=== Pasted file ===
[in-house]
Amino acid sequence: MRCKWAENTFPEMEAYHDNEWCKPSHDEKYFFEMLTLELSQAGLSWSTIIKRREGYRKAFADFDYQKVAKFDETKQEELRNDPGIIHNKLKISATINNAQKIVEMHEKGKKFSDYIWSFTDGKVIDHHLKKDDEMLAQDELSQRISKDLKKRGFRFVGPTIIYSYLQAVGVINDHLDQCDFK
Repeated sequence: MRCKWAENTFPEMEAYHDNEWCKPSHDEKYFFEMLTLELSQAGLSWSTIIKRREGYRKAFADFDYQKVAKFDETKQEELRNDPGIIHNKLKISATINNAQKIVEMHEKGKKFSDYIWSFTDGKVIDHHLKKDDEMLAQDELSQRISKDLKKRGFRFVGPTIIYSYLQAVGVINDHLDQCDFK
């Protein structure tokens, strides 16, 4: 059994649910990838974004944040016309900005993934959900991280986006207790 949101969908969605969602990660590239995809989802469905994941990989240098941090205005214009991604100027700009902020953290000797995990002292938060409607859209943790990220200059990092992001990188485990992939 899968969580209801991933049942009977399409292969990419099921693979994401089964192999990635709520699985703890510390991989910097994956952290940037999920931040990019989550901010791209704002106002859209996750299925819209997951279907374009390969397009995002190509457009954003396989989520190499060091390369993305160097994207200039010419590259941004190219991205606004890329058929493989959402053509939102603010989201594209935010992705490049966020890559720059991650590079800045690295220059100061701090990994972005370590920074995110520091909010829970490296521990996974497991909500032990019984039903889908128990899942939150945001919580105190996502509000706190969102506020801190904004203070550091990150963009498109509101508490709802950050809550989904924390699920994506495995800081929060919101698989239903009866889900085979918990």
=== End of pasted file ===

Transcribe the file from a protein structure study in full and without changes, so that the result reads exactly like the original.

[in-house]
Amino acid sequence: MRCKWAENTFPEMEAYHDNEWCKPSHDEKYFFEMLTLELSQAGLSWSTIIKRREGYRKAFADFDYQKVAKFDETKQEELRNDPGIIHNKLKISATINNAQKIVEMHEKGKKFSDYIWSFTDGKVIDHHLKKDDEMLAQDELSQRISKDLKKRGFRFVGPTIIYSYLQAVGVINDHLDQCDFK
Repeated sequence: MRCKWAENTFPEMEAYHDNEWCKPSHDEKYFFEMLTLELSQAGLSWSTIIKRREGYRKAFADFDYQKVAKFDETKQEELRNDPGIIHNKLKISATINNAQKIVEMHEKGKKFSDYIWSFTDGKVIDHHLKKDDEMLAQDELSQRISKDLKKRGFRFVGPTIIYSYLQAVGVINDHLDQCDFK
């Protein structure tokens, strides 16, 4: 059994649910990838974004944040016309900005993934959900991280986006207790 949101969908969605969602990660590239995809989802469905994941990989240098941090205005214009991604100027700009902020953290000797995990002292938060409607859209943790990220200059990092992001990188485990992939 899968969580209801991933049942009977399409292969990419099921693979994401089964192999990635709520699985703890510390991989910097994956952290940037999920931040990019989550901010791209704002106002859209996750299925819209997951279907374009390969397009995002190509457009954003396989989520190499060091390369993305160097994207200039010419590259941004190219991205606004890329058929493989959402053509939102603010989201594209935010992705490049966020890559720059991650590079800045690295220059100061701090990994972005370590920074995110520091909010829970490296521990996974497991909500032990019984039903889908128990899942939150945001919580105190996502509000706190969102506020801190904004203070550091990150963009498109509101508490709802950050809550989904924390699920994506495995800081929060919101698989239903009866889900085979918990």